Thoughts on PokerStars VIP Changes
THE WEEKLY SHUFFLE, 2015-12-20, by TwoGunIt's been a long time since I wrote a Weekly Shuffle. Quite frankly, I've been primarily focused on daily fantasy sports. While online poker is now a very matured industry (and PokerTips.org is over 12 years old!), daily fantasy sports is still relatively new. What makes poker and daily fantasy sports so similar though is that the operators must balance a complex ecosystem of players of various skill levels.
While daily fantasy sports is just coming off of its boom stage and is now in the process of plateauing, online poker has been around for awhile. It's dealt with the legal issues, the games have become tough and next to impossible to beat for a majority of players, and one clear dominant operator has a near monopoly in the space.
For years, the effective rake of PokerStars (rake minus VIP rewards) has been low enough to allow for some users to win a lot of money, some users to win a little money/break-even, and then the majority of players to lose a little or a lot of money. This is generally how these ecosystems need to work.
At first, it's possible for winning players to win with a higher rake, as their skill level is much higher than new and casual players. However, over time, casual players learn to play better or quit altogether. The skill edges decrease, and if the rake is too high, the games become unbeatable for nearly everyone. Poker has managed to avoid this issue, at least in the mid to high stakes games, since the rake is capped at a certain dollar amount per pot (which is generally much less than the 4.5% advertised rake in cash games) as well as the VIP rewards.
In contrast, daily fantasy sports isn't quite there yet. The rake on its games is modeled after poker tournaments (generally around 10% of the buy-in). Like poker, there are contests with payout structured modeled after poker tournaments, with a top heavy payout structure where you can turn $20 into tens or hundreds of thousands, and others modeled after cash games where you nearly double your buy-in if you land in the top half of finishers.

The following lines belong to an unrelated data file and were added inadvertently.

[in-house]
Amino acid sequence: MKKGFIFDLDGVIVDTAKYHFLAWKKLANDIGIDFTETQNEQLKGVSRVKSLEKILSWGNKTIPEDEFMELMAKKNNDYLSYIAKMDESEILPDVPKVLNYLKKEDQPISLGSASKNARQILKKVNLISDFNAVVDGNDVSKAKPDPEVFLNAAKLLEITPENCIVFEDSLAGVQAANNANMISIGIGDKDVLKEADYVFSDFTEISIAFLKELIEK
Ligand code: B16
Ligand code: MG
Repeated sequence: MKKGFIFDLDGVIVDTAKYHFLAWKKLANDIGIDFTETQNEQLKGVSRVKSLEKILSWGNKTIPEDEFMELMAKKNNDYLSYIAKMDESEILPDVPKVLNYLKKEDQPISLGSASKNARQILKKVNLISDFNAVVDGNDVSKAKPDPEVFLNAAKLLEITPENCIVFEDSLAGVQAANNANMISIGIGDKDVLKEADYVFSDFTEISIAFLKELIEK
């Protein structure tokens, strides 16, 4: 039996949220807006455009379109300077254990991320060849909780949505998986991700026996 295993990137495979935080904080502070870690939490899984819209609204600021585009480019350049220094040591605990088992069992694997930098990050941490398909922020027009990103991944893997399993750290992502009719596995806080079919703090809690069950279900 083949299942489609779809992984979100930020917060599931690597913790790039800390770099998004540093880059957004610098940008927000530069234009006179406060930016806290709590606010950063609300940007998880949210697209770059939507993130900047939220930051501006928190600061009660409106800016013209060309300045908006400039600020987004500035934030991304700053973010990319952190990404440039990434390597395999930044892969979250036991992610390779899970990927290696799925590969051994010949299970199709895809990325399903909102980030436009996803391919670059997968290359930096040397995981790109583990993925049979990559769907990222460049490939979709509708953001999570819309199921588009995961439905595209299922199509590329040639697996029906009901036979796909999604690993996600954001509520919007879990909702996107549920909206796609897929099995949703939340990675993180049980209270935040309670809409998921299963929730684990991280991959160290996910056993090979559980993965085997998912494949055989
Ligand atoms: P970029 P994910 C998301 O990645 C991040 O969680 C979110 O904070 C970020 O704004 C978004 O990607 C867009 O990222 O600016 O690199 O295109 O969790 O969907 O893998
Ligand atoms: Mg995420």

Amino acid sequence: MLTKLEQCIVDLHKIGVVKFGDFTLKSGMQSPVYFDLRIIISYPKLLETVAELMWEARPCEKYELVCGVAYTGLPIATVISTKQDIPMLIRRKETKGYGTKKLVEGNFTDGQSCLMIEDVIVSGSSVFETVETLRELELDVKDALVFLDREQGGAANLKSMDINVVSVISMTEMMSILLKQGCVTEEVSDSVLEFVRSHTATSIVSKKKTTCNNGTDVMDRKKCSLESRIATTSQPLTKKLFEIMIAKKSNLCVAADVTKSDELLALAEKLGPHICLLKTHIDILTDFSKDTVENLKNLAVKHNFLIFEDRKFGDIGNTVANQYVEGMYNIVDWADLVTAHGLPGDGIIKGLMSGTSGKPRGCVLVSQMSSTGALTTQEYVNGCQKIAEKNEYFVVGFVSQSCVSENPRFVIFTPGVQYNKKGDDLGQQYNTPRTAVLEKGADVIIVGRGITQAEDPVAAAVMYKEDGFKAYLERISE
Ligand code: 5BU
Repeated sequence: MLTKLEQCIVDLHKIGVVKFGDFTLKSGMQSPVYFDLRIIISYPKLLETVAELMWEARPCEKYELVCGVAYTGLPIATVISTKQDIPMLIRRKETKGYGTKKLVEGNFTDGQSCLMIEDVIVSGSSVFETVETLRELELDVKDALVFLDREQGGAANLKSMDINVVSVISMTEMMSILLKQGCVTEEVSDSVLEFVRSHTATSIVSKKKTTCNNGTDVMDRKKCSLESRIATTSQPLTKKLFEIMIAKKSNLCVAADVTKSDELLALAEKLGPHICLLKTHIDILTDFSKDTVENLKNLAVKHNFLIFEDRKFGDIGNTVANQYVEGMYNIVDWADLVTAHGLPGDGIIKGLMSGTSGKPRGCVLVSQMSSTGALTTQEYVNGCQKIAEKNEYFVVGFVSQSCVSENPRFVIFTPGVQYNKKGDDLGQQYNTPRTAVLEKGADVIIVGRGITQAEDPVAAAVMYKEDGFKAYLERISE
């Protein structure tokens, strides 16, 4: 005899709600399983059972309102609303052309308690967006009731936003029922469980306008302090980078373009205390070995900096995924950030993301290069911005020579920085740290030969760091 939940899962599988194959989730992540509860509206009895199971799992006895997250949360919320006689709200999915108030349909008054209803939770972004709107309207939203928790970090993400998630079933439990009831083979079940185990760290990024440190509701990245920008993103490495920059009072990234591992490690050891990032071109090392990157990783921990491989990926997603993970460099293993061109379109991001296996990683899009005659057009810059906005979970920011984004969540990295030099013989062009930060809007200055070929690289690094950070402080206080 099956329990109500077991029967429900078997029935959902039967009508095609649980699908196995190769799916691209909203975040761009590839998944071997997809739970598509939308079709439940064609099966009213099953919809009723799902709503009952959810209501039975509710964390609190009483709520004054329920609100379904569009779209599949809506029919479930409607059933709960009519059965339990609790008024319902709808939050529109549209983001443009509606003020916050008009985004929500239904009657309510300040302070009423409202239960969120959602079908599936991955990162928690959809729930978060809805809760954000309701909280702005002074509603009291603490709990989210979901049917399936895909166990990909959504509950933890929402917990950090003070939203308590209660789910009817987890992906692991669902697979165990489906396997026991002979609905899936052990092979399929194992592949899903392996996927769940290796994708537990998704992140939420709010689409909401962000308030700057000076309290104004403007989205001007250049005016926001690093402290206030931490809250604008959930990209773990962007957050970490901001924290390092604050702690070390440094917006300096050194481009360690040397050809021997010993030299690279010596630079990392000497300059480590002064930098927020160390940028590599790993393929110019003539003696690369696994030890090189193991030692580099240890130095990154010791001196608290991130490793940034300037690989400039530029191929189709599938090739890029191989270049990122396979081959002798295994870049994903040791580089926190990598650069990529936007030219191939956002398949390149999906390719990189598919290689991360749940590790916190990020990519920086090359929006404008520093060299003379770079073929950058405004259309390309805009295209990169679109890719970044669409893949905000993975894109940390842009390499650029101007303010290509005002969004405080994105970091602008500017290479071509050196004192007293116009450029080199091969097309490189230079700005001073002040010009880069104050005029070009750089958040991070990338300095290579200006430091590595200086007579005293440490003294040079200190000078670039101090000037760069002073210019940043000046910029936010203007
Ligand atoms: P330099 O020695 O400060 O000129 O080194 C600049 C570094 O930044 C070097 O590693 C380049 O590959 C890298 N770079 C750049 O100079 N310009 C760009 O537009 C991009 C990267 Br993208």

From what I can tell, the top heavy payout structures (called GPP's) are still potentially profitable since a variety of other strategies come into play when trying to play in the top few of thousands of entries instead of just the top half. In contrast, the rake on the double-up payout structures have rendered the games incredibly difficult to beat at all but the smallest stakes for the vast majority of players. So unlike poker in the earlier days, daily fantasy sports seems to be already running into the wall of running some types of games where next to no one can beat the rake without incentives and rewards to knock the effective rake down.
But let's bring back the conversation to PokerStars. With poker a very mature industry and PokerStars seemingly found the sweet spot of rake and rewards to keep the ecosystem at least somewhat balanced, why would they suddenly pull the rug under poker players, especially its most active customers?
The official line seems to be that PokerStars doesn't want its reward system to be the method that the profitable players turn a profit. It's better, according to them, to get your winnings from the table and not the VIP system. By taking away the top tier rewards, it should discourage people from grinding. Some of those grinders may leave, but the ecosystem will have a higher level of casual players, making the games easier to beat.